Interestingly enough, both the hardliners in Iran and those in the United States have very similar views about the intellectuals and the media. In both countries, these folks blame the media for creating dissent, undermining the state, and encouraging immorality. The intellectuals and elites are also criticized and regarded as enemies. After all, these people are out of touch with “the people” and are not part of the true America/Iran. Needless to say, it was interesting to learn that Mr. Rosewater’s view of the media is the same as that of Sarah Palin.
Of course, the dislike of the authoritarians for folks who think and talk is ancient. The sort of people who killed Socrates are the same sort of people who tortured Bahari.
The fourth quality is a flexible moral absolutism. In general, authoritarian folks believe that their cause or side is absolutely right. They also tend to hold to an absolute moral view of pure good and evil: the enemy is pure evil while they are pure good. This is often associate with a religion (for example, Islam in Iran and Christianity in the US).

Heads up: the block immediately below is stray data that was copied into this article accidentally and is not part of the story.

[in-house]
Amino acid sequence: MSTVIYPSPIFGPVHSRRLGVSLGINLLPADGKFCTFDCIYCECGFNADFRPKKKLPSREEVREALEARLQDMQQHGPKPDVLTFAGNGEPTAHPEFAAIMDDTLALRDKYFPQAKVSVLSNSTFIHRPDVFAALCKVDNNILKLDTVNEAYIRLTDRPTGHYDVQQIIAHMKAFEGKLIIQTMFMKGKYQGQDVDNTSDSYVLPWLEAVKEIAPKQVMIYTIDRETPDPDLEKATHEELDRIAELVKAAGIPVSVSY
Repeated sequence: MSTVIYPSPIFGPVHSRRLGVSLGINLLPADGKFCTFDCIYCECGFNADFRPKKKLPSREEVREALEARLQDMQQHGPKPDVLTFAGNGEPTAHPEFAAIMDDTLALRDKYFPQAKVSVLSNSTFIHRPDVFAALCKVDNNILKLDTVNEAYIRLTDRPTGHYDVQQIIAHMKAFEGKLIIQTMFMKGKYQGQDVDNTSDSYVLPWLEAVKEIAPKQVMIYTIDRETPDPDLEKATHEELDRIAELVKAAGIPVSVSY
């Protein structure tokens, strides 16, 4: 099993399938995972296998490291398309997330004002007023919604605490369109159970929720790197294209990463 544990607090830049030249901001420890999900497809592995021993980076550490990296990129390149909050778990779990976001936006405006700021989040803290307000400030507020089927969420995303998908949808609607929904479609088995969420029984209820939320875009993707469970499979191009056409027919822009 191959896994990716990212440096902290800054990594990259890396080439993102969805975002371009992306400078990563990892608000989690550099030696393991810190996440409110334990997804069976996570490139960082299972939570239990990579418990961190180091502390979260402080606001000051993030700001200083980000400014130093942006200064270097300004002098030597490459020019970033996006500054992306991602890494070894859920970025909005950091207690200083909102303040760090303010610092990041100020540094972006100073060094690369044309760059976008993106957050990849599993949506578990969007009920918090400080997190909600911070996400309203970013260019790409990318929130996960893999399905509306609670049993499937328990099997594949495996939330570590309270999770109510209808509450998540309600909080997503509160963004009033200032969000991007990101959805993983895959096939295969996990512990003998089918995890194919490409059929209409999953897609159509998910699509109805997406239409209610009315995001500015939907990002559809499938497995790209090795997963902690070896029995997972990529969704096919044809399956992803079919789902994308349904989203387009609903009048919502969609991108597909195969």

What makes their absolutism flexible is that although they see the world in absolutes, they accept that they can do terrible things in service to their cause. For example, Mr. Rosewater worked very hard trying to paint Bahari as a morally evil man. Meanwhile, Mr. Rosewater was beating Bahari, subjecting him to mental torment and keeping him locked away for no legitimate reason. That is, Mr. Rosewater was evil and doing evil things. Likewise, in the United States people advocated using torture and imprisonment without trial and justified this by claiming that America is good and hence must be protected.
But, perhaps the authoritarians are not really flexible absolutists. Perhaps they just have two absolute principles: “my cause is right, so anything done its defense is also right” and “my enemies are wrong, so anything they do is wrong.” These two principles do seem to nicely capture the authoritarian mind.